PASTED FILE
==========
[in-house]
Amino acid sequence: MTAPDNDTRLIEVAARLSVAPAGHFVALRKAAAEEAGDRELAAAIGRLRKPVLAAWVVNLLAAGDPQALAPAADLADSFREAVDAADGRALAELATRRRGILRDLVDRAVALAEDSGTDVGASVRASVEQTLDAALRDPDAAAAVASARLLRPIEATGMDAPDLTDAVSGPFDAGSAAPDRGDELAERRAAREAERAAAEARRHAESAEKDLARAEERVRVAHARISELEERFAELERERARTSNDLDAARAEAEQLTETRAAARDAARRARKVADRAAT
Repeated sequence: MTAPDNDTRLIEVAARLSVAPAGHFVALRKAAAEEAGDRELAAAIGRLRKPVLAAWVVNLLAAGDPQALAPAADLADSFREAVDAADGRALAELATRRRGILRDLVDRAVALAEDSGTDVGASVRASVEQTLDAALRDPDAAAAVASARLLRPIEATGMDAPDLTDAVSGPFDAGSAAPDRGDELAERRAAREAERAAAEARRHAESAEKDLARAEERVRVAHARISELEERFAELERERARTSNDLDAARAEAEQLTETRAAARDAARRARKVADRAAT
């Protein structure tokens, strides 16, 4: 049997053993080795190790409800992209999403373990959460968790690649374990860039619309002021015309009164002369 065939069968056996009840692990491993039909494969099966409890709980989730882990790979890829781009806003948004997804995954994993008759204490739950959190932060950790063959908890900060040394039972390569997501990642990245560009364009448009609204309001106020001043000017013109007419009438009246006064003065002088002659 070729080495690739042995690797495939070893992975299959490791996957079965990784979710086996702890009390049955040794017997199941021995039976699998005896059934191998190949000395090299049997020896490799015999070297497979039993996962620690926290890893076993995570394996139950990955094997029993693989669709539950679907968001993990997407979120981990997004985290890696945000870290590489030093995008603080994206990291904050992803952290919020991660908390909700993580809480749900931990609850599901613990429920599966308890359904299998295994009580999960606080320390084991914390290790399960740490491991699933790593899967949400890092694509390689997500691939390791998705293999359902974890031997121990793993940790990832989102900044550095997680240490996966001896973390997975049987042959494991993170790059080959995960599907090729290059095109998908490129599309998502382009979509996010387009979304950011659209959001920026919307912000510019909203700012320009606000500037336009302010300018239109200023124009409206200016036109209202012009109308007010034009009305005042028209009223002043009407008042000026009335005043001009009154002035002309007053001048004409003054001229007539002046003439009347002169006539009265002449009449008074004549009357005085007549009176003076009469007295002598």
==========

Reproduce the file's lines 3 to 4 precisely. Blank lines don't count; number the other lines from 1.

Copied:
Repeated sequence: MTAPDNDTRLIEVAARLSVAPAGHFVALRKAAAEEAGDRELAAAIGRLRKPVLAAWVVNLLAAGDPQALAPAADLADSFREAVDAADGRALAELATRRRGILRDLVDRAVALAEDSGTDVGASVRASVEQTLDAALRDPDAAAAVASARLLRPIEATGMDAPDLTDAVSGPFDAGSAAPDRGDELAERRAAREAERAAAEARRHAESAEKDLARAEERVRVAHARISELEERFAELERERARTSNDLDAARAEAEQLTETRAAARDAARRARKVADRAAT
């Protein structure tokens, strides 16, 4: 049997053993080795190790409800992209999403373990959460968790690649374990860039619309002021015309009164002369 065939069968056996009840692990491993039909494969099966409890709980989730882990790979890829781009806003948004997804995954994993008759204490739950959190932060950790063959908890900060040394039972390569997501990642990245560009364009448009609204309001106020001043000017013109007419009438009246006064003065002088002659 070729080495690739042995690797495939070893992975299959490791996957079965990784979710086996702890009390049955040794017997199941021995039976699998005896059934191998190949000395090299049997020896490799015999070297497979039993996962620690926290890893076993995570394996139950990955094997029993693989669709539950679907968001993990997407979120981990997004985290890696945000870290590489030093995008603080994206990291904050992803952290919020991660908390909700993580809480749900931990609850599901613990429920599966308890359904299998295994009580999960606080320390084991914390290790399960740490491991699933790593899967949400890092694509390689997500691939390791998705293999359902974890031997121990793993940790990832989102900044550095997680240490996966001896973390997975049987042959494991993170790059080959995960599907090729290059095109998908490129599309998502382009979509996010387009979304950011659209959001920026919307912000510019909203700012320009606000500037336009302010300018239109200023124009409206200016036109209202012009109308007010034009009305005042028209009223002043009407008042000026009335005043001009009154002035002309007053001048004409003054001229007539002046003439009347002169006539009265002449009449008074004549009357005085007549009176003076009469007295002598």